At the end of 2022, the SECURE Act 2.0 was signed into law. The Act makes changes to both individual and employer retirement savings plan rules with the goal of encouraging workers to save more for retirement. The Act also allows retirees to potentially reduce or delay their taxes when withdrawing funds from retirement accounts. While the law addresses a long list of tax provisions, there are several key takeaways that individuals and employers need to know about the SECURE Act 2.0.
Required Minimum Distributions (RMDs)
The age at which individuals must begin taking RMDs from retirement accounts has been raised to 73 starting this year and will go to 75 in 2033. Those who turned 72 in 2022 or earlier must continue taking RMDs as scheduled. Further, beginning in 2024, there is no RMD for Roth accounts in employer retirement plans.
Penalties for Failing to Take an RMD
If an individual fails to take an RMD, the penalty has been reduced to 25% of the RMD amount from 50% previously. At the discretion of the IRS, the penalty may be reduced to 10% if the individual subsequently withdraws the RMD and amends his or her tax return in a timely manner.
Individuals between the ages of 60 and 63 will be able to contribute up to $10,000 yearly in additional money to 401(k) and 403(b) plans beginning in 2025. Thereafter, the catch-up will be indexed to inflation. The IRA catch-up for those 50 and over will be indexed to inflation starting in 2024. However, those earning more than $145,000 (adjusted annually for inflation) must make catch-up contributions after age 50 to a Roth account in after-tax dollars. Individuals earning $145,000 or less are exempt from the Roth requirement.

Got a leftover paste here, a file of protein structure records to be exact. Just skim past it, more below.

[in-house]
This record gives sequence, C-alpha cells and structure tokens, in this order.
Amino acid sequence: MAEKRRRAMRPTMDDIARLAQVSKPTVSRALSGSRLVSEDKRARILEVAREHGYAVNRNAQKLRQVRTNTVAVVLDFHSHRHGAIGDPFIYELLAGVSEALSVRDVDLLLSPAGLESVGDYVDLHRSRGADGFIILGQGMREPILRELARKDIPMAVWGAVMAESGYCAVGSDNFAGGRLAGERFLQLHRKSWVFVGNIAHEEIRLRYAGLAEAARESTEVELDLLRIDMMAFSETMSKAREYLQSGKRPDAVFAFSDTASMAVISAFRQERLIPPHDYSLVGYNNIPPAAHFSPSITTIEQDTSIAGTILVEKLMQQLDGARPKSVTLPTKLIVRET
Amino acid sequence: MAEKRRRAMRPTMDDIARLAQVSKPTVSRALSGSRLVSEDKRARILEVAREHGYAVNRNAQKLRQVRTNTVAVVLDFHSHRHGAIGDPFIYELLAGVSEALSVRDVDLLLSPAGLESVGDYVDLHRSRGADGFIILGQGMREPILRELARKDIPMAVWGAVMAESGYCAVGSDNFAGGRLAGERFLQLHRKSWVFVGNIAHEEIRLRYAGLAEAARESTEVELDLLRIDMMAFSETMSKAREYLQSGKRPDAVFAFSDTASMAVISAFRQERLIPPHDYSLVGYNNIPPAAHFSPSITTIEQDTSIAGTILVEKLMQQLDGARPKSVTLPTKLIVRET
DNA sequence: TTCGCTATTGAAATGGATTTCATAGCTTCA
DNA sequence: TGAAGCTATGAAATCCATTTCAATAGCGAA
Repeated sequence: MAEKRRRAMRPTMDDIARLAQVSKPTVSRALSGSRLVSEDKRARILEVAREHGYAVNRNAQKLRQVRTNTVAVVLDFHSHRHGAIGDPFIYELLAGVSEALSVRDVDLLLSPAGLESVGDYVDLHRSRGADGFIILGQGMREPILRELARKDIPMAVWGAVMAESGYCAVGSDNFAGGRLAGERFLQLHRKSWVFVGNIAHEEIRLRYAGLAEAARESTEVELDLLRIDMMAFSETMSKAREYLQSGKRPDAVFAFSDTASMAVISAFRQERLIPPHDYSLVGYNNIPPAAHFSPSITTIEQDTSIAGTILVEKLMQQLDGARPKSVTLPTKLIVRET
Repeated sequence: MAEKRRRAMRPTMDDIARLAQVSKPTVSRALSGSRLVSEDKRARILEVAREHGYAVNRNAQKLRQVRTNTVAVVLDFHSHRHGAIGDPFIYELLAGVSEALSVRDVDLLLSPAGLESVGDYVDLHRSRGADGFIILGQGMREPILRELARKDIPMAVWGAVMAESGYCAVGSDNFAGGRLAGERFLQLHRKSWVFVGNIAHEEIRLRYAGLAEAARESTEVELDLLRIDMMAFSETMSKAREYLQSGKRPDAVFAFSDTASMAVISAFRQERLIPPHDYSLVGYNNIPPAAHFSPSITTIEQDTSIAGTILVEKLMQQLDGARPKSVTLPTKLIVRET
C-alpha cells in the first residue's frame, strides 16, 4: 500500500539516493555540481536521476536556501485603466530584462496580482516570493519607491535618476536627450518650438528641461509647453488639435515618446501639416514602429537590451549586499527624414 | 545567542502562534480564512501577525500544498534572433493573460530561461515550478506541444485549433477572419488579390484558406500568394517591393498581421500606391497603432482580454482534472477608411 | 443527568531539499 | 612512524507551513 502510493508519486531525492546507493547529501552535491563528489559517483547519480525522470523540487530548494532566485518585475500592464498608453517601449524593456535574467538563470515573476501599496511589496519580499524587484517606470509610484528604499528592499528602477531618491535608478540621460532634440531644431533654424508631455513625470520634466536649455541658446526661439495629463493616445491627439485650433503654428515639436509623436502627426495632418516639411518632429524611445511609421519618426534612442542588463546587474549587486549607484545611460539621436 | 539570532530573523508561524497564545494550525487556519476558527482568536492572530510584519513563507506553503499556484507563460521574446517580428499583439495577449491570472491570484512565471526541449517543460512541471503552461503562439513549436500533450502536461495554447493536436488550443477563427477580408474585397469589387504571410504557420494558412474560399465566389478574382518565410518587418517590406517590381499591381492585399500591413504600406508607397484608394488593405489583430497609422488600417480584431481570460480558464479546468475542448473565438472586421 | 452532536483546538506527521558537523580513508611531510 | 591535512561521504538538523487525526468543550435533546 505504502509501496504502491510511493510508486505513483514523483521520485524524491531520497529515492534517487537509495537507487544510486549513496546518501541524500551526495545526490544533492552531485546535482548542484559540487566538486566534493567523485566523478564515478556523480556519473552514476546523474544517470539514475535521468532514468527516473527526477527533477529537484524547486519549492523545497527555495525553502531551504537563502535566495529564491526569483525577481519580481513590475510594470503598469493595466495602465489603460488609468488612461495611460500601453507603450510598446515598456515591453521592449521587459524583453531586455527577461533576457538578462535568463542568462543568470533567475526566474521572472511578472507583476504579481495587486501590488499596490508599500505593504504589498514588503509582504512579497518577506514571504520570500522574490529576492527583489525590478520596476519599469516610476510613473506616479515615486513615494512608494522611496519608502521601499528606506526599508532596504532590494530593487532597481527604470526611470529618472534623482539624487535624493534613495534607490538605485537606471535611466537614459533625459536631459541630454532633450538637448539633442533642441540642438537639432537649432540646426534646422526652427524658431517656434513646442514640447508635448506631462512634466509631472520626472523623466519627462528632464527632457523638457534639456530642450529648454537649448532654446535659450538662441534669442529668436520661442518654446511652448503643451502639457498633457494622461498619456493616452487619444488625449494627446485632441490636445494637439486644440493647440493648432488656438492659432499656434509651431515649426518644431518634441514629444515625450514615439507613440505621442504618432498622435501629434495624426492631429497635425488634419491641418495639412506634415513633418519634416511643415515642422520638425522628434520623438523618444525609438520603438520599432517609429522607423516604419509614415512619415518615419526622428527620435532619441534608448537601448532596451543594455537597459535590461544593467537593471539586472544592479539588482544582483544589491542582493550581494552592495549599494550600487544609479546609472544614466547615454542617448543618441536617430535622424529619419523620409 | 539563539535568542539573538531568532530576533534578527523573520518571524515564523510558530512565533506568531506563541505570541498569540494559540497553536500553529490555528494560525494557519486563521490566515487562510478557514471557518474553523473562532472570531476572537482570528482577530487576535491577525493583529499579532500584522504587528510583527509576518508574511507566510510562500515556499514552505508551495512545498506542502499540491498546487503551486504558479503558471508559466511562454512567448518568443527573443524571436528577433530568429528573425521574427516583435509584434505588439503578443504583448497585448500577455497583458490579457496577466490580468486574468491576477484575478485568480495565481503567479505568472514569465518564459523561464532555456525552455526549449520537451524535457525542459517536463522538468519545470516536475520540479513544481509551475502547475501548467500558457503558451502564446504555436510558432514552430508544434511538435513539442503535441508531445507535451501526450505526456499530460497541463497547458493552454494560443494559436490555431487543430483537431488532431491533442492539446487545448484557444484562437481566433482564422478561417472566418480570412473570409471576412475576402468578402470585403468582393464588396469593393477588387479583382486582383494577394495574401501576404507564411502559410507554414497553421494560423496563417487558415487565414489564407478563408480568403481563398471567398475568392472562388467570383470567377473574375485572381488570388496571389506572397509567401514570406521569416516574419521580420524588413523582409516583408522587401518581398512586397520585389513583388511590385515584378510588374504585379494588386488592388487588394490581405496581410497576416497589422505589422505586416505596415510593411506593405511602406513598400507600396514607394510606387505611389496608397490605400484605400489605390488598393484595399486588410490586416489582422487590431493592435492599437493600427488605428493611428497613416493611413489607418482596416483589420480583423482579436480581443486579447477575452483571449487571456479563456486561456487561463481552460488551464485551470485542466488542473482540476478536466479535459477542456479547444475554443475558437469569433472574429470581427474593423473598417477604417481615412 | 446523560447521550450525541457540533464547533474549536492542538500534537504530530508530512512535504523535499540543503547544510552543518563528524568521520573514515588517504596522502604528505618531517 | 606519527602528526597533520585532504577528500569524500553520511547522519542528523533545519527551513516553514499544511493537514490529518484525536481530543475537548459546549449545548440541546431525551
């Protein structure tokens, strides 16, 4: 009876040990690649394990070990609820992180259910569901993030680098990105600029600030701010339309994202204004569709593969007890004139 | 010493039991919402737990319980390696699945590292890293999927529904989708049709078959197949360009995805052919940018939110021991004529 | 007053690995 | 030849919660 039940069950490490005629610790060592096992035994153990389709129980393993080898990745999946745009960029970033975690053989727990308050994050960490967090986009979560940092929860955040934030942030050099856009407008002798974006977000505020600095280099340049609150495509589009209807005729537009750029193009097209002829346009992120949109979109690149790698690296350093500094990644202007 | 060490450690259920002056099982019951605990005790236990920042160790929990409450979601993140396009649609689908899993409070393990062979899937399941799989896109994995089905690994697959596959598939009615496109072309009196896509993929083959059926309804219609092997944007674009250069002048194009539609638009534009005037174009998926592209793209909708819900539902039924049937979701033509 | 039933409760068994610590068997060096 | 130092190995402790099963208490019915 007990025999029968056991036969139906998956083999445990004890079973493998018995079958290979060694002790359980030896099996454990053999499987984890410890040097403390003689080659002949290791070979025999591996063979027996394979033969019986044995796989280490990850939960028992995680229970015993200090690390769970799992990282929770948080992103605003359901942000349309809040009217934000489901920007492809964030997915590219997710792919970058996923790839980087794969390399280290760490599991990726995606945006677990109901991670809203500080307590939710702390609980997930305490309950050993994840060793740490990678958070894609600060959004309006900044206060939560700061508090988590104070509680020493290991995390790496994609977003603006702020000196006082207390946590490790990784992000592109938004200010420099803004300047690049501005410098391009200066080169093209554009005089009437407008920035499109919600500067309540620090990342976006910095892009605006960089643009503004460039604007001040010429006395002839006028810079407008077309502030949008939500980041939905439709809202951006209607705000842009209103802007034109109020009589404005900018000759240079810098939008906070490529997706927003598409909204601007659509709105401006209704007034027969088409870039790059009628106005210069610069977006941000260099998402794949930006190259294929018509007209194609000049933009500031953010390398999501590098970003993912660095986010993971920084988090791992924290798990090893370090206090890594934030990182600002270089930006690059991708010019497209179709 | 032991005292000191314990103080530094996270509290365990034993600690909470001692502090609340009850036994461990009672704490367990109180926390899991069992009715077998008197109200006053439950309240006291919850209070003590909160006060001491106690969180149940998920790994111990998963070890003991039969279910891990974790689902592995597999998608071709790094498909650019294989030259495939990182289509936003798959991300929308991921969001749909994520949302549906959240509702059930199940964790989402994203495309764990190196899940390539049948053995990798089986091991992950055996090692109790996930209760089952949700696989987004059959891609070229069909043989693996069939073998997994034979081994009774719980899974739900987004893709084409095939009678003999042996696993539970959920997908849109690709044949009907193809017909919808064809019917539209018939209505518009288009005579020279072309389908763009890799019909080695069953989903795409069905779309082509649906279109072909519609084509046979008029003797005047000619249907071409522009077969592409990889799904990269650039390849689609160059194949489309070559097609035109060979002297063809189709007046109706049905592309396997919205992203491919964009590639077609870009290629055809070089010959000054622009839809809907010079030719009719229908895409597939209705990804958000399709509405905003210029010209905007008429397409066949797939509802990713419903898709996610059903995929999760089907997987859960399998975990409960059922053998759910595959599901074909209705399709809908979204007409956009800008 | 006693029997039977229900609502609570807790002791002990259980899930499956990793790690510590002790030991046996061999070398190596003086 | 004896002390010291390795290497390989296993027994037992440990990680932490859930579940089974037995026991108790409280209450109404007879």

Beginning in 2024, a 529 plan may be rolled over into a Roth IRA provided that the 529 plan has been maintained for at least 15 years, the Roth IRA account is in the name of the 529 plan beneficiary, and other requirements have been met. Further, the rollover is subject to annual and lifetime Roth contribution limits.
Student Loan Matching By Employers
Many workers do not save for retirement because they are paying off student loans and, therefore, miss out on their employer’s match for retirement plan contributions. Starting in 2024, employers can elect to “match” employees’ student loan payments with matching payments to the employer’s retirement plan.
Qualified Charitable Distributions (QCDs)
Before the latest changes, individuals aged 70 ½ or older could use a QCD to satisfy their RMD for the year up to $100,000. A QCD is a direct transfer from an IRA to a qualified charity. The SECURE Act 2.0 now also allows a one-time gift of up to $50,000 (adjusted annually for inflation) to a charitable remainder unitrust, a charitable remainder annuity trust, or a charitable gift annuity. The $100,000 annual QCD limit will also be adjusted for inflation beginning in 2024.
Other Changes to Tax Laws in the SECURE Act 2.0
These are just a few of the provisions in the SECURE Act 2.0. Accordingly, it is recommended that individuals and employers consult a tax attorney regarding how the Act may impact their finances. Our attorneys have extensive experience advising clients about tax laws, including strategies to reduce taxes and maximize income.
Contact us for a comprehensive review of your tax and financial planning needs.